Stepping into the Breach, Part II
AUGIE CARLINO, president & CEO, Rivers of Steel
While there have been many memorable experiences that demonstrate meaningful reciprocity between Rivers of Steel and our communities throughout the pandemic, one, in particular, stands out—our relationship with Mon Valley artist Kathleen Ferri. In mid-2020, after news of Rivers of Steel’s new Vice President Amy Buchan Baldonieri reached the papers, Kathleen mailed a letter to Amy welcoming her, reconnecting after a meeting years before. They became pen pals. As Kathleen, who is now 95 years young, and Amy’s relationship grew, so did plans for the recently unveiled exhibition Memory Scenes: A Kathleen Ferri Retrospective. Mrs. Ferri’s work has always been very personal. Her trust in us to share her life’s work — all in one place for the first time — is exceptionally meaningful. The sentiments her paintings convey offer so much joy to viewers, allowing them to connect with the Mon Valley through her eyes. It is a true honor for Rivers of Steel to host these works.
STEPHEN SUROVIEC, president & CEO, Achieva
Achieva assists people with disabilities (PWD) to succeed at their jobs and thrive in the workplace. Compared to the workforce generally, the labor participation rate for PWD is low — but not because PWD don’t make great employees! Case in point, during the early months of COVID-19, many people stayed home, but essential workers supported by Achieva’s Employment Specialists showed up. For example, Achieva’s partnership with Giant Eagle led to numerous PWD staying on the job and keeping that essential business operational. A lesser-known part of Achieva is our cleaning and janitorial service (C&J). When the importance of disinfecting surfaces was heightened during COVID-19, C&J team members stepped up and performed admirably. These are just two examples of how this underappreciated cohort of the workforce performed over the past 19 months. If you’re a business with a need for quality talent, let’s just say Achieva knows some dedicated people who can help!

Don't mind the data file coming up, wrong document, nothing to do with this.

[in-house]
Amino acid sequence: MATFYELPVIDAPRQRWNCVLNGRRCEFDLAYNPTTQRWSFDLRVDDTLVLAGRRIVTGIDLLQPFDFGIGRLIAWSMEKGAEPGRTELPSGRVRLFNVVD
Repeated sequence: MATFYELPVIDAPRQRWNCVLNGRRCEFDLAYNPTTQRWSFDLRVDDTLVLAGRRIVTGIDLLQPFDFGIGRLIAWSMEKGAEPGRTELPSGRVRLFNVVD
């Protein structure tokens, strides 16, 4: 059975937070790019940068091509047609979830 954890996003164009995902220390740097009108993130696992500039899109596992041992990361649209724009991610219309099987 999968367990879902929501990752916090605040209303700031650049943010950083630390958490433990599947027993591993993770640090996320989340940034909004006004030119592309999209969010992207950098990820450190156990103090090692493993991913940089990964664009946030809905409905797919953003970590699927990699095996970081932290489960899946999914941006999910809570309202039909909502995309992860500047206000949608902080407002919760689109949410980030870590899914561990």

SALEEM GHURBIL, executive director, The Pittsburgh Promise
On March 12, 2020, we sent our team home with their laptops, and with the uneasy feeling that accompanies disequilibrium. We knew the crisis would rock even the most resilient. We also knew that those whose resources were less dependable would experience it immediately, severely, and enduringly. This described the majority of our young people. On March 23, I received an unsolicited call from Sam Reiman, director of the Richard King Mellon Foundation, asking what was most pressing for our work at that time. I expressed concern for high school seniors whose year came to an abrupt stop before post-secondary decisions were finalized. I added my worries for college students who did not have the resources for virtual learning, the homes from which to learn, the funds for daily sustenance, and the mental health to manage the crisis at hand. Within days, the Foundation provided what was needed for our team to dive into deep waters with nearly 700 students, and with them to swim to safe shores.
DR. HEIDI ONDEK, executive director & superintendent, Western Pa. School for Blind Children
What became exquisitely clear over the past 19 months was the strength of the human spirit. Our children and their families, our staff and board of trustees, and our generous donors — encouraged, inspired and sustained us. The nearly 500 extraordinary children and young adults we serve fared exceptionally well, thanks to the unending support of our school community, who remained steadfast in our Mission to “nurture the unique abilities of individuals with blindness and visual impairment through educational excellence and a lifetime of learning.” This past year was defined far more by our Core Values than by the adversities we faced; a year of collaboration, compassion, creativity, and a commitment to excellence; a year that culminated with reflection and celebration, reminding us we truly are better together.
WENDY PARDEE, president & CEO, The Children’s Institute of Pittsburgh
Over this past year, our team has truly shown what it means to be “amazing.” As we entered the pandemic, a majority of our team shifted to remote services yet our plant operations team continued to be on site every day. They prepared our spaces for physical distancing and worked tirelessly to keep everyone who entered our buildings as safe as possible during a time when we were all afraid of the unknown. Much of their work was above-and-beyond their daily duties, because this team is unique every day of the year. They know every student by name. They help with traffic duty each morning. They’ll even stop in the hallway to help mend a student’s glasses. Everyone’s roles shifted during the pandemic and this amazing team arrives each day deeply committed to our team, our mission, and the thousands of families we support.